Dive into a helpful overview that will introduce you to the career of an ambulatory care pharmacy from one of Concordia’s pharmacy professors. Concordia will set you up for success as a pharmacist in the healthcare setting of your choice.

Meet pharmacy faculty

Dr. Kassy Bartelme, PharmD, BCACP, is an Associate Professor in Concordia’s School of Pharmacy and has been with the program since 2011. She earned her Doctor of Pharmacy from the University of Minnesota in the Twin Cities. Dr. Bartelme then completed a 2-year post-graduate residency with the University of Minnesota College of Pharmacy (COP). During her residency, Kassy spent time teaching in the COP and gaining experience in ambulatory care pharmacy practices. She currently practices as an ambulatory care pharmacist at Ascension Columbia St. Mary’s Cardiology Clinic in Mequon, WI.

What is an ambulatory care pharmacist?

An ambulatory care pharmacist cares for patients that go to a clinic for an appointment in an outpatient setting. These pharmacists primarily manage chronic medical conditions, such as high blood pressure, diabetes, atrial fibrillation, heart failure, asthma, pain management, mental health, and others in collaboration with physicians and other prescribers.

A key part of being a pharmacist is to ensure patient’s medications are necessary, effective, and safe. The pharmacists also evaluate the accessibility of medications and address potential adherence issues. As a specialized pharmacist, you can work in primary care clinics, outpatient disease-state management clinics in hospitals, and pharmacies. You can also provide services through telepharmacy.

What are the responsibilities of an ambulatory care pharmacist?

The pharmacist meets with the patient to discuss medications, therapy goals, and also assess for side effects or adherence issues. In this role, you may also perform physical assessments, such as blood pressure and heart rate, order labs, and assess results. The pharmacist helps patients when a condition is deemed uncontrolled or they experience side effects. This can also include helping patients that are unable to adhere to a drug regimen. It is the pharmacist’s responsibility to adjust the patient’s current medications, add new medications, and/or discontinue medications. As a pharmacist, you may need to educate patients on lifestyle changes and other nonpharmacologic ways to manage a condition. Ambulatory care pharmacists have the opportunity to create long-term relationships with patients through frequent follow-ups.

These pharmacists are also required to document each patient visits. This includes reporting subjective information (what the patient told them), objective information (labs, vitals, physical assessment results), their assessment (is the patient at goal and if not, what needs to be done), and the plan (what will be done, such as starting or discontinuing a medication, adjusting doses, ordering labs, and when to follow-up). This documentation is in the patient’s chart and is available for any other health care providers to read.

How does this pharmacy specialization serve in a cardiology clinic?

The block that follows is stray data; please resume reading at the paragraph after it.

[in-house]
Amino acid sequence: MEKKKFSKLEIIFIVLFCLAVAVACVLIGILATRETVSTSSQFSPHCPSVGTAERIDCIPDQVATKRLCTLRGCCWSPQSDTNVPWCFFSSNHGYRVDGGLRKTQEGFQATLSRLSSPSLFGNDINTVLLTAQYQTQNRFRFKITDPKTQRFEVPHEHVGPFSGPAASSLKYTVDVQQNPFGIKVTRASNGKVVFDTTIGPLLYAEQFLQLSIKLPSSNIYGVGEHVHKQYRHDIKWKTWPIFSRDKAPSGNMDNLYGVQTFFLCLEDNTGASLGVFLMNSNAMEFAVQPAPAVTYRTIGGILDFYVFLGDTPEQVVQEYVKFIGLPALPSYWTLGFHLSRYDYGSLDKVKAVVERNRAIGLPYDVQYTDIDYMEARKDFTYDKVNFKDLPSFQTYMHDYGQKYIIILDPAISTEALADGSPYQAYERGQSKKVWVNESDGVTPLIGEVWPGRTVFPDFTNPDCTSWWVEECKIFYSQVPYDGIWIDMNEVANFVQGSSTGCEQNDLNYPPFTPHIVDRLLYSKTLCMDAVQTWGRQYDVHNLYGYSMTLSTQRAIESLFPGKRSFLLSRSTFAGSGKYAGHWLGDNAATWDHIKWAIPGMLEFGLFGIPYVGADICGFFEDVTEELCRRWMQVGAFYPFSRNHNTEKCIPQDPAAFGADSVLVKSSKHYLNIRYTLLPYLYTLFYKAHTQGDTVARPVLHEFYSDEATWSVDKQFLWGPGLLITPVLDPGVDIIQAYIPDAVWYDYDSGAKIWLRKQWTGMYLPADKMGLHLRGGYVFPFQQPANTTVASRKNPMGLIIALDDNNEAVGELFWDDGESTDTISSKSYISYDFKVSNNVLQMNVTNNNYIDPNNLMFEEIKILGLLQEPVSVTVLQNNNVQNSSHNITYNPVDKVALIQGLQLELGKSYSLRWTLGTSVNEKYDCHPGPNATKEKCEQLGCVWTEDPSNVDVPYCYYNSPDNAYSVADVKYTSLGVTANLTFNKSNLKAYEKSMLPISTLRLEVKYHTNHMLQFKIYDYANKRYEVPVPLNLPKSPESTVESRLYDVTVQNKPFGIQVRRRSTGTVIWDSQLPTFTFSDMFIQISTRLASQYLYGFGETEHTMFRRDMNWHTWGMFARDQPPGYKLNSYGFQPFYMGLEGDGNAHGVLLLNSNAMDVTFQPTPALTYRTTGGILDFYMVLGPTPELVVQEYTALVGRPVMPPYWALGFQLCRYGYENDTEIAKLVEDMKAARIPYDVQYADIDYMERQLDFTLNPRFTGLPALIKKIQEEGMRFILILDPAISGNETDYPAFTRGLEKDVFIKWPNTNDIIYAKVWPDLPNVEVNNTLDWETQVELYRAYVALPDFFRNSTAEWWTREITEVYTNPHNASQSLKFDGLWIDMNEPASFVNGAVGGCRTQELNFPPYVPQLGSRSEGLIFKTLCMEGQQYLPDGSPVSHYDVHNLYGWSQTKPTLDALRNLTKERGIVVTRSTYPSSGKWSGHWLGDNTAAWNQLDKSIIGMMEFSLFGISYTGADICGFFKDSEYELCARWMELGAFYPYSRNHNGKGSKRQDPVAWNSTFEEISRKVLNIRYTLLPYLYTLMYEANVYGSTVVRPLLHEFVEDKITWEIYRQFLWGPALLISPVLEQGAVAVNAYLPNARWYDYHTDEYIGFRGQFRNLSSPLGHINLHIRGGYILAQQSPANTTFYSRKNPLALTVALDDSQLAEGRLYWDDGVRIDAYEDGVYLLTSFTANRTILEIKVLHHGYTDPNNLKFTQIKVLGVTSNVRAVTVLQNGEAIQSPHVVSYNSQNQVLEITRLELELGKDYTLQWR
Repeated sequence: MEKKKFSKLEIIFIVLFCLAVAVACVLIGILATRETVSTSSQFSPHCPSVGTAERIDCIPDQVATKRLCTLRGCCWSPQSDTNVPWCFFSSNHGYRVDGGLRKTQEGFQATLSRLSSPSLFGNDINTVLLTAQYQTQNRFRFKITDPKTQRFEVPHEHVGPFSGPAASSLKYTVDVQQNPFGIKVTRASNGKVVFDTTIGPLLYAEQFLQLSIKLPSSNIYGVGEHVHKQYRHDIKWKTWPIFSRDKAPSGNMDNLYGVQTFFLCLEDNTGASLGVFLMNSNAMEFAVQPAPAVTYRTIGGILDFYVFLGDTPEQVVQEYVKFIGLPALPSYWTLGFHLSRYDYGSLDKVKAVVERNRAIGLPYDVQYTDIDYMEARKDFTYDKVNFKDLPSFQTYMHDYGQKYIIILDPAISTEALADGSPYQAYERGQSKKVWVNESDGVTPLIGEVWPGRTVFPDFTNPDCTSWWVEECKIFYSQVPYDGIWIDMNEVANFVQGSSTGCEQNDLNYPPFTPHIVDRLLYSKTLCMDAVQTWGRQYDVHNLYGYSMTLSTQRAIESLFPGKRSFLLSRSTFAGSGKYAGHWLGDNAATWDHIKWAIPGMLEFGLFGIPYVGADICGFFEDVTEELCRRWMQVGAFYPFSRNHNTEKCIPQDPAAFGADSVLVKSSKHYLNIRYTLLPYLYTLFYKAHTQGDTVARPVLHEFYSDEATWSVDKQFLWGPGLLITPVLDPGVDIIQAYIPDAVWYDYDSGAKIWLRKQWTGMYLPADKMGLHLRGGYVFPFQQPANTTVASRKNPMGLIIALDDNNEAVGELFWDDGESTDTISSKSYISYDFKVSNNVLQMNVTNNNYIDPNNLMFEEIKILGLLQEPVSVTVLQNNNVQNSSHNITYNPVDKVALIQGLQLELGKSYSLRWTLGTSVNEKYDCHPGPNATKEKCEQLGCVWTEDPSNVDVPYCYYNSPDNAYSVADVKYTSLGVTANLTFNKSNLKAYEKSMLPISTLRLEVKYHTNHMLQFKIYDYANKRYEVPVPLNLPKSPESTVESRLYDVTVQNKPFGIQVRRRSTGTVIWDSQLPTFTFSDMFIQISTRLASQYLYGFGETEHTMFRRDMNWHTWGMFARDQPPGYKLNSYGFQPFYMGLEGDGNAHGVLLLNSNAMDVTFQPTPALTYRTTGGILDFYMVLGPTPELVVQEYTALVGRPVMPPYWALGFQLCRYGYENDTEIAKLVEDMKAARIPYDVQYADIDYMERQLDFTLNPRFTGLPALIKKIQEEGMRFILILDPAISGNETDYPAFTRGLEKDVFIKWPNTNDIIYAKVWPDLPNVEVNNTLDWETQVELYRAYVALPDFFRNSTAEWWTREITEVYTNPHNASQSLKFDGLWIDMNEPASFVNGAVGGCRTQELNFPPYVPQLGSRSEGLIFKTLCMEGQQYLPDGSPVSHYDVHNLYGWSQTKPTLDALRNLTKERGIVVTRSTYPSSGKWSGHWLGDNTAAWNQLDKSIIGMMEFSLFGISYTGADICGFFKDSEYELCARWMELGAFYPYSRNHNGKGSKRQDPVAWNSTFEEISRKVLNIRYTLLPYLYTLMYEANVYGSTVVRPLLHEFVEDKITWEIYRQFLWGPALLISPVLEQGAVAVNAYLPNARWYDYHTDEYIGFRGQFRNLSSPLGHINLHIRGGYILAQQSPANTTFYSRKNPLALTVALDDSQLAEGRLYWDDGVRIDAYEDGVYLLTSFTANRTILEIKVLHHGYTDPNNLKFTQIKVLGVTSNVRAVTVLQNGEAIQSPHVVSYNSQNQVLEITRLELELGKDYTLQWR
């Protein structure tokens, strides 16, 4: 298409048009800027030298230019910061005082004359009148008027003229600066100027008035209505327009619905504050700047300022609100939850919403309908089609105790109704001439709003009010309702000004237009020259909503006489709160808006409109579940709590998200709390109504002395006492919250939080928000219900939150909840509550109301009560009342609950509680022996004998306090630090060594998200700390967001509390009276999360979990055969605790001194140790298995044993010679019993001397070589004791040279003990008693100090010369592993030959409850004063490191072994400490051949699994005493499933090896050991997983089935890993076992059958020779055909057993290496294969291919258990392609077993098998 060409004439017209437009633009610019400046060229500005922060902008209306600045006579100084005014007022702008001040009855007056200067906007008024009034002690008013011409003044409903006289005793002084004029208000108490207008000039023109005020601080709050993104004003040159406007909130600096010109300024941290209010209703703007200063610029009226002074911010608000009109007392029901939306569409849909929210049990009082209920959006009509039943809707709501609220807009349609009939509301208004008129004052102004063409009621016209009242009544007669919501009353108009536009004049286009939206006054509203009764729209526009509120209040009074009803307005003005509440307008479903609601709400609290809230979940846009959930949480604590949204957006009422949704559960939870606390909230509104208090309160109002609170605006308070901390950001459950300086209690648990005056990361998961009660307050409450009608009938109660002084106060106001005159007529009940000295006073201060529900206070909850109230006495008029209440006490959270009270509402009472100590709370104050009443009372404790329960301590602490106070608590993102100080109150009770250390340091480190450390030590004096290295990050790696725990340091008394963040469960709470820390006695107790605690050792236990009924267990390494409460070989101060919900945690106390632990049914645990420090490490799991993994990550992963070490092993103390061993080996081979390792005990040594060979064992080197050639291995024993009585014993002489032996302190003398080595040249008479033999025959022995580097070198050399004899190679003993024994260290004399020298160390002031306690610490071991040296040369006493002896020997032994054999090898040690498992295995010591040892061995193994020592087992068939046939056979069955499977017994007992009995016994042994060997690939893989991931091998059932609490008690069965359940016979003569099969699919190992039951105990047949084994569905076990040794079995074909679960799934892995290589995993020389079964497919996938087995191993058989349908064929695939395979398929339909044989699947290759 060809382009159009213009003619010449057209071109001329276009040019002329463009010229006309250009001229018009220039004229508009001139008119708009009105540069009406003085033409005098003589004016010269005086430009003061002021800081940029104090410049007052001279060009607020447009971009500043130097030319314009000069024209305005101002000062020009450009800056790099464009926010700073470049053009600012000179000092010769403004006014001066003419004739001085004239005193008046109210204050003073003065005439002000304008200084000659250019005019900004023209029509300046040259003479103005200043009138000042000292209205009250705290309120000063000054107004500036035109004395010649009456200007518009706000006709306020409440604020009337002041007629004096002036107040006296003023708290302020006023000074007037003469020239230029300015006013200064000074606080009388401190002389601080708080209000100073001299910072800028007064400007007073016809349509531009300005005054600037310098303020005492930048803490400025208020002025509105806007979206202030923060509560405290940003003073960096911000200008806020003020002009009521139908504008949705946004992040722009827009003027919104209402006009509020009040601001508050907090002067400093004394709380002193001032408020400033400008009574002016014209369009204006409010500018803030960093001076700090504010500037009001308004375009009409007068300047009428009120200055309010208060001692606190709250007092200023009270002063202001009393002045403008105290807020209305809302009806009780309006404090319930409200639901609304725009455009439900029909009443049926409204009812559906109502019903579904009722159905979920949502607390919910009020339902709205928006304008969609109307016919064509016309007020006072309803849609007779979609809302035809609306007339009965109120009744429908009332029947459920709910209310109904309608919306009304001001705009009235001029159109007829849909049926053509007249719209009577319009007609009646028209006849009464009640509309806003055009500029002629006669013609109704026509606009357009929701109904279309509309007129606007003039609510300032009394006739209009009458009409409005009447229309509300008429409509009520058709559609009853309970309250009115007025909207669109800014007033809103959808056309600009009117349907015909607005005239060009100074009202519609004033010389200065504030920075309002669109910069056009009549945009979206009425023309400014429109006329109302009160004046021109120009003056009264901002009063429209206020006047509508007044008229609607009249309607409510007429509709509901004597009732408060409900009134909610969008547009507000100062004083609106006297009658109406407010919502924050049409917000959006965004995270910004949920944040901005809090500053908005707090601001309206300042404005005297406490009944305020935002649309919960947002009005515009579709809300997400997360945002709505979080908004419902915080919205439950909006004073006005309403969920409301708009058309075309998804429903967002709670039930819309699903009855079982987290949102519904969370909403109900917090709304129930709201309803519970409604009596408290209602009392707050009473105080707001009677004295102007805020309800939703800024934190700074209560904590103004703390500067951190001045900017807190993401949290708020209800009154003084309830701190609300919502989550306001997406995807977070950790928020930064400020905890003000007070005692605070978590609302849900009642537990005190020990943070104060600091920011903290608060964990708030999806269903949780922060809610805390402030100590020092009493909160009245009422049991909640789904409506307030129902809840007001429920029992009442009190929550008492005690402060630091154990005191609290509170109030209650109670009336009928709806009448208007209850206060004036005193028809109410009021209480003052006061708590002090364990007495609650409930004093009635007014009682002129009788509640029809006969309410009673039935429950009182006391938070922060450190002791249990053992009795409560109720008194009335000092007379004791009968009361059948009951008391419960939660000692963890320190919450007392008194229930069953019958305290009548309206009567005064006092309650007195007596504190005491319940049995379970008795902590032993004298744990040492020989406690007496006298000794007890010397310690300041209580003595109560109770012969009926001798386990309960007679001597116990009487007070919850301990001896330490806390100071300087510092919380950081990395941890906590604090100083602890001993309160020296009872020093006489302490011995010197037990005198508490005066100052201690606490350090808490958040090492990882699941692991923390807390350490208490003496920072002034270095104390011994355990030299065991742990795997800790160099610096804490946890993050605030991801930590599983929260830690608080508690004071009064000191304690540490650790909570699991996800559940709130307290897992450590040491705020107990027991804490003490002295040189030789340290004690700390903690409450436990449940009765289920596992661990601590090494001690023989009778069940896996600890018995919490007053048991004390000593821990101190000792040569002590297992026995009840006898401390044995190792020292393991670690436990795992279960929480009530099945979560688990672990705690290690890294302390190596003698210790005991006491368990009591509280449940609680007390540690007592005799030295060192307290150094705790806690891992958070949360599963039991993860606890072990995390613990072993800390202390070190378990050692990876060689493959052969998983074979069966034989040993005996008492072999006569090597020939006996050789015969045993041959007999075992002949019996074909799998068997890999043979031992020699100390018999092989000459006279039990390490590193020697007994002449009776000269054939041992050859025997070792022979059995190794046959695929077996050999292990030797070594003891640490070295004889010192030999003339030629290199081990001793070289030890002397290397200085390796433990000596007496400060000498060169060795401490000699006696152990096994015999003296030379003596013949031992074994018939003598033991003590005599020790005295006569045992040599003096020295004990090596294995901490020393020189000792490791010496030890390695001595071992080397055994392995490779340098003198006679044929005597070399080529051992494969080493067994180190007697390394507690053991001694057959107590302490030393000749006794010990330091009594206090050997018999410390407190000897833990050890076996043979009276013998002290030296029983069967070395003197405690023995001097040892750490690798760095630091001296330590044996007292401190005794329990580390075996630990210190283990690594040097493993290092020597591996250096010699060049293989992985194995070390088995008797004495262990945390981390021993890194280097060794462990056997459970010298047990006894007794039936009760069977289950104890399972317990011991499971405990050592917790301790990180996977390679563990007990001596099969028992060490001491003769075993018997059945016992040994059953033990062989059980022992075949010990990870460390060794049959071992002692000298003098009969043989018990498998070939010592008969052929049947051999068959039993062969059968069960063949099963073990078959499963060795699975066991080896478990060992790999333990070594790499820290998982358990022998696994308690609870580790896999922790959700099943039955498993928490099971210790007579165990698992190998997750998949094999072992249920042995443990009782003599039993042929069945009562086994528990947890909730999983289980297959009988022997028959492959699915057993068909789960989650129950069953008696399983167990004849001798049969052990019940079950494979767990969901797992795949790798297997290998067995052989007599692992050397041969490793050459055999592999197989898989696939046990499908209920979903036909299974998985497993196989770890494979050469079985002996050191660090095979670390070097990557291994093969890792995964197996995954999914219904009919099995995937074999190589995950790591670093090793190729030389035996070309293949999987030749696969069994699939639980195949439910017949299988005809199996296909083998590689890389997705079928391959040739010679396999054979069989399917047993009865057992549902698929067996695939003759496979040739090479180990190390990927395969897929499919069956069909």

As an ambulatory care pharmacist in the cardiology clinic, Dr. Bartelme primarily manages anticoagulation for patients with atrial fibrillation or a history of blood clots. These patients take a blood-thinning (anticoagulant) medication called warfarin. She measures the effectiveness of warfarin by checking a patient’s INR (International Normalized Ratio). Dr. Bartelme also ensures the INR is within the patient’s goal range and if not, she adjusts the warfarin dose. Patients who take warfarin must have their INR checked at least every four weeks or sooner as needed. In this type of practice, she gets to know her patients well through frequent visits.

What other roles does an ambulatory care pharmacist serve?

Ambulatory care pharmacists frequently precept students and also residents. All pharmacist students must complete an ambulatory care pharmacy rotation during their Advanced Pharmacy Practice Experiences (APPE) in their fourth year. Post-graduate residents may opt to do an ambulatory care-focused residency, or complete this specific pharmacy rotation during their general pharmacy residency.

How do I become an Ambulatory Care Pharmacist?

First, you must receive a Doctor of Pharmacy (PharmD) degree. In general, pharmacists complete one to two years of post-graduate residency. You can complete a focused ambulatory care residency in your first year or as a specialized second-year residency. You may also earn board certification and add the letters BCACP after your name (Board Certified Ambulatory Care Pharmacist). After residency, you take a test to become a Board-Certified Ambulatory Care Pharmacist. To maintain your certification, you need to earn 100 hours of continuing education every seven years, or you can simply retake the test.

Why Concordia for pharmacy school?

Concordia’s school of pharmacy will help you discover the area of pharmacy that best fits your skills and interests as a healthcare provider. You might know from year one how you want to serve in pharmacy, or maybe you find out later on during your pharmacy practice experiences. Whatever your path, the coursework, patient labs, and experiential education will advance your abilities, knowledge and compassion to provide pharmacy services.

Want more information on this pharmacy specialization?

Contact Dr. Kassy Bartelme about her work as an ambulatory care pharmacist. She can also give you more details on our manageable and patient-centered pharmacy school.